What ages is the Adam West Batman series appropriate for?
November 17, 2017 11:38 AM   Subscribe

Is this appropriate for kids? What ages? I remember watching it on TV as a kid and it seemed fine to me and my parents but that was in the 80s.
posted by any portmanteau in a storm to Media & Arts (20 answers total)
 
My brothers and I watched the original run, and we were ages 8, 6, and 4.

But I'm not a parent.
posted by jgirl at 11:43 AM on November 17, 2017 [4 favorites]


All ages. It's the perfect show. The "violence" is ridiculous and of course most of the punches are blocked by big cartoony "BIFF!" and "BOFF!s" The only issue is there are a lot of people in crazy costumes, which can sometimes bother some small kids, and of course the kids need to know that Batman is really going to escape from that giant killer bee trap or whatever he happens to be trapped in at the end of every show.

So maybe for extra sensitive kids, proceed with caution.
posted by bondcliff at 11:45 AM on November 17, 2017 [5 favorites]


It has a lot of extremely cartoonish violence, including literal BAM POW things that pop up when there's a fistfight, but also things like Batman and Robin being tied to a table approaching a circular saw and maybe being held over a boiling cauldron and things like that.

So. For most kids toddler and up, who have had normal levels of media exposure, it should be fine. However, if they don't watch TV or non-toddler oriented videos, it might be a little bit scary for really little kids, like 2 and 3 year olds.

I guess I'd say that if a kid is capable of skepticism, it should be OK, but if they take everything literally still, it might be a bit much.
posted by ernielundquist at 11:47 AM on November 17, 2017 [5 favorites]


But also, I'll say that show was the real peak TV and it is super appropriate for everyone except the exceptions I mentioned.
posted by ernielundquist at 11:48 AM on November 17, 2017 [3 favorites]


Yeah, I think it holds up pretty well and is pretty kid-friendly (down to quite a young age - the jokes are really tiered, from simple absurdity that even preschoolers will appreciate to fairly sophisticated camp). I've only watched the movie recently, not the episodes - YMMV with the cliffhangers on the episodes, which I guess could be intense and/or lead to "just one more!" syndrome (I feel like cliffhangers don't really happen in modern programming aimed at younger children). It's a pretty solid all-ages program, though. I don't suppose it sends any particularly important or positive message, but it's very fun.

I remember enjoying it at around age 9 or so (in the 80s), and I was a REALLY sensitive TV watcher as a kid, as in we weren't allowed to watch cartoons and a few years before Batman I was hide-behind-the-sofa scared of the Neighborhood of Make-Believe on Mr. Rogers.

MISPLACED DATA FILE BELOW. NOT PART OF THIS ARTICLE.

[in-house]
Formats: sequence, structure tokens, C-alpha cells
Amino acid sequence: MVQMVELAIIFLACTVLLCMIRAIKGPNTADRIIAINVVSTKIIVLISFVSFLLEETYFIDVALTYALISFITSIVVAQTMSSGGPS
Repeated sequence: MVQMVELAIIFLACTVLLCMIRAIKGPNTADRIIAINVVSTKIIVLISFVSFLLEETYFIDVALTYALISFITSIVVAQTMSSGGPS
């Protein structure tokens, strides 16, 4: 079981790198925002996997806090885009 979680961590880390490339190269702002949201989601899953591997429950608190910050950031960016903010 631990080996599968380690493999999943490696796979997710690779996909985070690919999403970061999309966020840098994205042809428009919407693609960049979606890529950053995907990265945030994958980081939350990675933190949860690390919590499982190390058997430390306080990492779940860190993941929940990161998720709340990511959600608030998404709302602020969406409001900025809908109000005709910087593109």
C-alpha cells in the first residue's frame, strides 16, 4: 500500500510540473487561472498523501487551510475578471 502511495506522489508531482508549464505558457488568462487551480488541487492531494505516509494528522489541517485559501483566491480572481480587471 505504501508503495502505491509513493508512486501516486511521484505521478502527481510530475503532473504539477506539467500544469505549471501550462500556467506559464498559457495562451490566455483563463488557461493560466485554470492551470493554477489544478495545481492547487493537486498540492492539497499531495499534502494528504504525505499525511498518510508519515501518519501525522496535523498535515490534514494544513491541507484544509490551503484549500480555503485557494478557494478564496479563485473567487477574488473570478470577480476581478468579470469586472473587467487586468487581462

For an upper limit of kid ages I think maybe some (maybe older grade school through middle school) kids who are used to higher production values might not get the joke of how junky all the costumes and sets and effects and things are and think it's stupid (which is not exactly incorrect), but they won't be traumatized or anything. Worst case scenario they think the adult who recommended it is boring or weird.

(Also the DVD commentary on the movie with Adam West and Burt Ward is maybe the best DVD commentary ever recorded and everyone should seek it out, though probably *that* won't really appeal to kids much.)
posted by mskyle at 11:59 AM on November 17, 2017 [5 favorites]


I'm like the kid from the '70s who was terrified of Smokey Bear commercials and can really relate to the Nightmare Fuel section of TVtropes, and yet I loved this show in re-runs as a kid. Excellent point made about how the cliffhangers could potentially be upsetting to very young children; maybe watch it with them and make sure they're not taking it too seriously.

On the upper end of the bracket - maybe if a tweener these days has been living under some kind of internet-free rock can they mistake the genius that is the Adam West Batman for some stupid show that you're stupid for recommending. If so, I think the only consequence is you can't expect great things for these unfortunate kids who don't get it, but that's not the fault of this show; just be thankful you've caught it early and can get them into some kind of remedial camp/satire education.
posted by randomkeystrike at 12:08 PM on November 17, 2017 [3 favorites]


I never liked it as a child in the 90s and can't imagine that a kid today will enjoy it, but there's nothing inappropriate about showing it to a kid of any age, I would think.
posted by crazy with stars at 12:11 PM on November 17, 2017 [1 favorite]